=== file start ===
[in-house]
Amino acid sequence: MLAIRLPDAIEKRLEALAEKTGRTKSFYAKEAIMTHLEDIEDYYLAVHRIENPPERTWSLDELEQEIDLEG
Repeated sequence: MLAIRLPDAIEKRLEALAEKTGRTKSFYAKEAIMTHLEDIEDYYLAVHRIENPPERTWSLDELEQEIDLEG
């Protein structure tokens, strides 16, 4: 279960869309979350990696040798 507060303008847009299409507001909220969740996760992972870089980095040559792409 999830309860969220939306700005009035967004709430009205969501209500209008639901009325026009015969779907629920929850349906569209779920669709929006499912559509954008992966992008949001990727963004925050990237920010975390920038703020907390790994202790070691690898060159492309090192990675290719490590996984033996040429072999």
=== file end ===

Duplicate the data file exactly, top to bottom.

[in-house]
Amino acid sequence: MLAIRLPDAIEKRLEALAEKTGRTKSFYAKEAIMTHLEDIEDYYLAVHRIENPPERTWSLDELEQEIDLEG
Repeated sequence: MLAIRLPDAIEKRLEALAEKTGRTKSFYAKEAIMTHLEDIEDYYLAVHRIENPPERTWSLDELEQEIDLEG
């Protein structure tokens, strides 16, 4: 279960869309979350990696040798 507060303008847009299409507001909220969740996760992972870089980095040559792409 999830309860969220939306700005009035967004709430009205969501209500209008639901009325026009015969779907629920929850349906569209779920669709929006499912559509954008992966992008949001990727963004925050990237920010975390920038703020907390790994202790070691690898060159492309090192990675290719490590996984033996040429072999």